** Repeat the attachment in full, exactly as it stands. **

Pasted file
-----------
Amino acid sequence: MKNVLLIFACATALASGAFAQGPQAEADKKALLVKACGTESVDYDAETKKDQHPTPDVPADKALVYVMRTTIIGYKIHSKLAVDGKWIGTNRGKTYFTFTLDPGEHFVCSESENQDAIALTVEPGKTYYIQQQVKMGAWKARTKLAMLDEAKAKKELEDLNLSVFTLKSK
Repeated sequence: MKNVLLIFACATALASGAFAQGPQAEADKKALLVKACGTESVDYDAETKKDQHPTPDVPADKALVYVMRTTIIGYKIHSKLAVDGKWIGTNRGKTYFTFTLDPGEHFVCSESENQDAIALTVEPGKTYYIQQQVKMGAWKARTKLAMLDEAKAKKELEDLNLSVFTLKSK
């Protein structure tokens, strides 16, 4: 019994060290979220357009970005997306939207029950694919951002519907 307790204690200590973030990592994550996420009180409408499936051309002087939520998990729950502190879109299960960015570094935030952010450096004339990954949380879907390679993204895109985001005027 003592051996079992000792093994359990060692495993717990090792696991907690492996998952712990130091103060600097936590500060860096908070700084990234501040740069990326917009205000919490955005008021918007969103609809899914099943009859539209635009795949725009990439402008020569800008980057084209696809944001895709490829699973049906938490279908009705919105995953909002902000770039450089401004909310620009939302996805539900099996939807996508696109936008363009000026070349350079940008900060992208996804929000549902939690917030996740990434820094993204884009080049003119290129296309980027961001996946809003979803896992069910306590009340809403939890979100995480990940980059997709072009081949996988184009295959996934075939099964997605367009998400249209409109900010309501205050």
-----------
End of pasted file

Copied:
Amino acid sequence: MKNVLLIFACATALASGAFAQGPQAEADKKALLVKACGTESVDYDAETKKDQHPTPDVPADKALVYVMRTTIIGYKIHSKLAVDGKWIGTNRGKTYFTFTLDPGEHFVCSESENQDAIALTVEPGKTYYIQQQVKMGAWKARTKLAMLDEAKAKKELEDLNLSVFTLKSK
Repeated sequence: MKNVLLIFACATALASGAFAQGPQAEADKKALLVKACGTESVDYDAETKKDQHPTPDVPADKALVYVMRTTIIGYKIHSKLAVDGKWIGTNRGKTYFTFTLDPGEHFVCSESENQDAIALTVEPGKTYYIQQQVKMGAWKARTKLAMLDEAKAKKELEDLNLSVFTLKSK
């Protein structure tokens, strides 16, 4: 019994060290979220357009970005997306939207029950694919951002519907 307790204690200590973030990592994550996420009180409408499936051309002087939520998990729950502190879109299960960015570094935030952010450096004339990954949380879907390679993204895109985001005027 003592051996079992000792093994359990060692495993717990090792696991907690492996998952712990130091103060600097936590500060860096908070700084990234501040740069990326917009205000919490955005008021918007969103609809899914099943009859539209635009795949725009990439402008020569800008980057084209696809944001895709490829699973049906938490279908009705919105995953909002902000770039450089401004909310620009939302996805539900099996939807996508696109936008363009000026070349350079940008900060992208996804929000549902939690917030996740990434820094993204884009080049003119290129296309980027961001996946809003979803896992069910306590009340809403939890979100995480990940980059997709072009081949996988184009295959996934075939099964997605367009998400249209409109900010309501205050």